Decentralization is a tricky concept. What does it mean to be decentralized exactly? You may get ten different answers if you ask ten different people.

Here is ours:

Decentralization is about control.

Does one player have control?

This definition is equally nuanced. If there are multiple pieces to a puzzle, each piece may need to be evaluated separately. The gray area surrounding discussions of decentralization is why analyzing the decentralization of crypto-projects is so challenging.

Darkblock is no exception. Each facet of our protocol layer must be scrutinized for any form of central control. To understand our steps towards a fully decentralized operation, we need to get into the weeds and inspect each component of Darkblock. Some aspects are inherently decentralized by leveraging existing decentralized systems, others require additional explanation.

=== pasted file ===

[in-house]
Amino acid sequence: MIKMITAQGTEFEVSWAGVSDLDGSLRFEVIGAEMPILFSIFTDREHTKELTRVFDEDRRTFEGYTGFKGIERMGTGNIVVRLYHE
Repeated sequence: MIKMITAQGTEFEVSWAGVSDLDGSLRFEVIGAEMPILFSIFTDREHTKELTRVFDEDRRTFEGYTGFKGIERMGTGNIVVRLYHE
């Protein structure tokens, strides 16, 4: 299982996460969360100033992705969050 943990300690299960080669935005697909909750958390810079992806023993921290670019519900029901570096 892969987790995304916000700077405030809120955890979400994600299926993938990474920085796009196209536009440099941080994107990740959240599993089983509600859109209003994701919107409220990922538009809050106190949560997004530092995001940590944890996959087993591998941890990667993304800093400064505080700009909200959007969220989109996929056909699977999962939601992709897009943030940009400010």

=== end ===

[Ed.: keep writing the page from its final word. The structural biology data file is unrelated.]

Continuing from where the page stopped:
To understand how we get to decentralization, we first need to understand what Darkblock is and how Darkblock works.

The Darkblock protocol enables access controls based on NFTs. To be more specific, we give creators the ability to encrypt a piece of content and control access to it with an NFT. Whoever owns the NFT linked to the Darkblock can access the content.

A creator making a Darkblock must first reach out to the Darkblock network to create an encryption key. The key needs to be generated and stored in a decentralized way, all while maintaining security and redundancy. Each part of this process must be decentralized.

Content Security

Darkblock uses AES-256 encryption, which is very secure, but we also need to securely handle the encryption keys to decrypt and deliver the content. Each of the nodes in our network must be able to securely handle these keys of the content without the node operators having access to the keys or the content. We want anyone to be able to power this protocol, so security is a big concern! While we don’t have an ETA for this piece of the puzzle, we are analyzing avenues that will allow us to achieve our goals quickly with scalability.